Like some on this board, I’ve been into computers for many, many years. I started programming whe the Atari 400 was a thing, with its membrane keyboard. As such, I never really paid that much attention to keyboard ‘feel’, as I had to work with really bad at times due to necessity. I will say though that keyboard layout is something that I have taken issue with.
As a transplant from the U.S. to Japan, swapping to Japanese keyboards can be quite frustrating, with their extra keys, variable sized space bar (to fit extra keys), different shift layouts/etc. I’ve been quite frustrated with bad layouts, but often just remapped the layout to the standard US layout, ignoring other keys.
Some years ago I came across the textblade. This was when I was enamored with the idea of the Optimus Maximus and the beeraider keyboards, for their gimmicks, strange layouts, and promises of better efficiency. Fortunately, I never bought in to their claims or promises. Instead, I simply stuck with the normal keyboards that came with my office PCs (I was in the practice of building all of my home PCs, other than my Macs, and went with bargain-basement keyboards for those).
I’d end up using something like this:
Or on my Mac, I’d use:
In addition to programming, I (gasp) game a bit. Over time I became convinced that I was in need of a better keyboard for gaming, thinking that was the extent of why I’d need a better keyboard.
I picked up a Razer Orbweaver (no pic as I gave it away last night), but quickly realized it did not really enhance my gaming sessions in any way, so I left it on the shelf for years.
Moving on, I picked up a mechanical gaming keyboard… all the buzz words:
For a time it was good… but it lacked something… Though it had profiles and things, it wasn’t exactly what I was after… I realized that after over 40 years of computer use, I really wanted more from my keyboard.
I re-visited the alternative keyboard styles I looked at a couple of years ago and realized that the thing I was after was the flexibility that the textblade offered, so I ordered after realizing that the wait might be a bit before it would come. The problem was that I now had the bug. The itch. The desire for that flexibility.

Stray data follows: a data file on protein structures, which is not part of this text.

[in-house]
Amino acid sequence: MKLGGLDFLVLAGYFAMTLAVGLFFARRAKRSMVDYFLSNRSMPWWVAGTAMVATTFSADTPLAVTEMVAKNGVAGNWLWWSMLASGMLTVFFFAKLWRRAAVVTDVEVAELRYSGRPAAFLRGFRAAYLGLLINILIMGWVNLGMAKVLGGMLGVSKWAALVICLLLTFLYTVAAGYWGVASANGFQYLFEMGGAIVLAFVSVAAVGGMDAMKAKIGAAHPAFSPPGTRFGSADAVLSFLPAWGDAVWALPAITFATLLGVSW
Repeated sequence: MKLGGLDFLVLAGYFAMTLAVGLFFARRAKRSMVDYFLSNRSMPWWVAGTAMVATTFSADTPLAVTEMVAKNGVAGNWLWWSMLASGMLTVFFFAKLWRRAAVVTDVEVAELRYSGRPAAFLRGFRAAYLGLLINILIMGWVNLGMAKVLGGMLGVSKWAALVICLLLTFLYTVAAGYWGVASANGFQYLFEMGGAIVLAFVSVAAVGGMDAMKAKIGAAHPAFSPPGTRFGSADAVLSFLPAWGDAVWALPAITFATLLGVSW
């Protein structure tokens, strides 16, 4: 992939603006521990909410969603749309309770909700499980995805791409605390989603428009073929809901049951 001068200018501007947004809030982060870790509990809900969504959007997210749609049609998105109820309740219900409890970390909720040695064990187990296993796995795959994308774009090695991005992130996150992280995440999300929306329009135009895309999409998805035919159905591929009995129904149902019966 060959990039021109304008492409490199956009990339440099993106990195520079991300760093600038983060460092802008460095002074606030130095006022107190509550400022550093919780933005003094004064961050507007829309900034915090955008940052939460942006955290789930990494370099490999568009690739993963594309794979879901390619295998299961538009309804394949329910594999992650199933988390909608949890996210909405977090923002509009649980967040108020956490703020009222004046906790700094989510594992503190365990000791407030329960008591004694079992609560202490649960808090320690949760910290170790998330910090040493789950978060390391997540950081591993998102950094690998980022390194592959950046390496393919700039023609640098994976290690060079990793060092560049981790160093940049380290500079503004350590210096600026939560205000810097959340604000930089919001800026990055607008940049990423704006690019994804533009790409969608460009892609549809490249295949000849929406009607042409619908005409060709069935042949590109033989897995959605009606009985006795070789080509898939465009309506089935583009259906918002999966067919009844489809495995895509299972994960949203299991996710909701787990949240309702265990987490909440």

I poured over websites, forums and the like to try to find what I could fill the void with. It looked like programmable mechanical keyboards were the answer. The only problem was that I have have keyboards, and didn’t want to get another, expensive one, just to add programmability. Enter this device:
I built a couple myself, but also picked up a pre-made one. It was QMK on a stick. This converts almost any keyboard into a programmable one. Stuck it on my mechanical keyboard and it worked… somewhat. Wait, what’s that? NKRO? Something my nice mechanical keyboard doesn’t have. The ability to press any/all keys and have them all register (useful for stenography and plover). So out comes:
That is a super cheap NKRO compatible keyboard I happened to have lying around. It works for stenography… but that keyboard feel! Yes, I did start with membrane keyboards and never really had a problem, but after a stint with a mechanical keyboard… that mushy feeling was absolutely terrible. So what to do? The only thing one can do…
Going back to the layout of the TextBlade, I really wanted to reduce finger travel time, add in nice keyboard feel, and maintain the programmability. So I searched for what was available, and found this:
Compact, really nice feeling, programmable. ALMOST everything I could look for in a filler keyboard until the TextBlade. But there was that one more thing.
Notice how the TextBlade’s keys are angled. When getting used to the ortholinear layout, I really felt that the lack of angle was something I wanted to address… So back to the search. I looked around, trying to find something that would hit many of the ideals of what I wanted. I found this beauty:
Not in production right now, and in a bit of demand, so I had to buy it second-hand. It arrived with the switch on one of the keys broken, so I had to order and replace that switch.
Was this the be-all and end all of filler keyboards till the TextBlade. In a word: No.
Though you do get the ability to angle to how you’d like, the fixed key spacing on the staggered rows is not quite right for my finger lengths (TextBlade allows for adjustment in the setup software). Also, there are reach issues with the key distances. As such my daily driver is the little Planck I picked up before that one. With it, I’ve gotten faster at typing than I ever was on a conventional keyboard, and have no issues making use of layers instead of dedicated keys.
So, my hunt has taken me places. Many places. In fact to these places:
There is one place I am still waiting for it to take me:
Oh, sorry… that place hasn’t arrived yet.